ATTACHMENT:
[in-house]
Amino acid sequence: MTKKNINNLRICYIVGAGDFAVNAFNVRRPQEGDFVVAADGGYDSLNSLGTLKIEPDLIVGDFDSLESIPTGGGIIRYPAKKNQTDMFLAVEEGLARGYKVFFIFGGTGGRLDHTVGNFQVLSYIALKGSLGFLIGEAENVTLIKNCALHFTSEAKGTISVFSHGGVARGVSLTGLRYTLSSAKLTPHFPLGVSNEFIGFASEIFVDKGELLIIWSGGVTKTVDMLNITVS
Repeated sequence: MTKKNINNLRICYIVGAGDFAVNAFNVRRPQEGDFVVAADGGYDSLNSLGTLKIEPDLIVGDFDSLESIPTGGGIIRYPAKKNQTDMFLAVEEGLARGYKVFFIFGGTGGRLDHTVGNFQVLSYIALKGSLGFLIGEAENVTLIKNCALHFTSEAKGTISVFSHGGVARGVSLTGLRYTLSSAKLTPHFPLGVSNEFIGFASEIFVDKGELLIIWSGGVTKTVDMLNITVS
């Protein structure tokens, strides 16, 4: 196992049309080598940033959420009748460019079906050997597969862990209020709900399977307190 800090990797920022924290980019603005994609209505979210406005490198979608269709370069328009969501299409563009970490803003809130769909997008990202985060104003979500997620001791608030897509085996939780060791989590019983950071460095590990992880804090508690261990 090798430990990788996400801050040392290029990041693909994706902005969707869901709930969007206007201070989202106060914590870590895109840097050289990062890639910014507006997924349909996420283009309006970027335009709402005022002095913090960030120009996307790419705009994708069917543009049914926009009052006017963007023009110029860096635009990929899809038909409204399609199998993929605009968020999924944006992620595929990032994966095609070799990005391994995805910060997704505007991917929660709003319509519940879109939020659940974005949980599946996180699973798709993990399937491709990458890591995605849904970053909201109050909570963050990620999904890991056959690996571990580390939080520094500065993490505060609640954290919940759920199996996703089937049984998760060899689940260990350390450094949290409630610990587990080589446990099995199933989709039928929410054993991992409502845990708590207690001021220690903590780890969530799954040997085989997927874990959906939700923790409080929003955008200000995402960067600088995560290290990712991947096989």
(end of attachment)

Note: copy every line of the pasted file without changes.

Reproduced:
[in-house]
Amino acid sequence: MTKKNINNLRICYIVGAGDFAVNAFNVRRPQEGDFVVAADGGYDSLNSLGTLKIEPDLIVGDFDSLESIPTGGGIIRYPAKKNQTDMFLAVEEGLARGYKVFFIFGGTGGRLDHTVGNFQVLSYIALKGSLGFLIGEAENVTLIKNCALHFTSEAKGTISVFSHGGVARGVSLTGLRYTLSSAKLTPHFPLGVSNEFIGFASEIFVDKGELLIIWSGGVTKTVDMLNITVS
Repeated sequence: MTKKNINNLRICYIVGAGDFAVNAFNVRRPQEGDFVVAADGGYDSLNSLGTLKIEPDLIVGDFDSLESIPTGGGIIRYPAKKNQTDMFLAVEEGLARGYKVFFIFGGTGGRLDHTVGNFQVLSYIALKGSLGFLIGEAENVTLIKNCALHFTSEAKGTISVFSHGGVARGVSLTGLRYTLSSAKLTPHFPLGVSNEFIGFASEIFVDKGELLIIWSGGVTKTVDMLNITVS
């Protein structure tokens, strides 16, 4: 196992049309080598940033959420009748460019079906050997597969862990209020709900399977307190 800090990797920022924290980019603005994609209505979210406005490198979608269709370069328009969501299409563009970490803003809130769909997008990202985060104003979500997620001791608030897509085996939780060791989590019983950071460095590990992880804090508690261990 090798430990990788996400801050040392290029990041693909994706902005969707869901709930969007206007201070989202106060914590870590895109840097050289990062890639910014507006997924349909996420283009309006970027335009709402005022002095913090960030120009996307790419705009994708069917543009049914926009009052006017963007023009110029860096635009990929899809038909409204399609199998993929605009968020999924944006992620595929990032994966095609070799990005391994995805910060997704505007991917929660709003319509519940879109939020659940974005949980599946996180699973798709993990399937491709990458890591995605849904970053909201109050909570963050990620999904890991056959690996571990580390939080520094500065993490505060609640954290919940759920199996996703089937049984998760060899689940260990350390450094949290409630610990587990080589446990099995199933989709039928929410054993991992409502845990708590207690001021220690903590780890969530799954040997085989997927874990959906939700923790409080929003955008200000995402960067600088995560290290990712991947096989």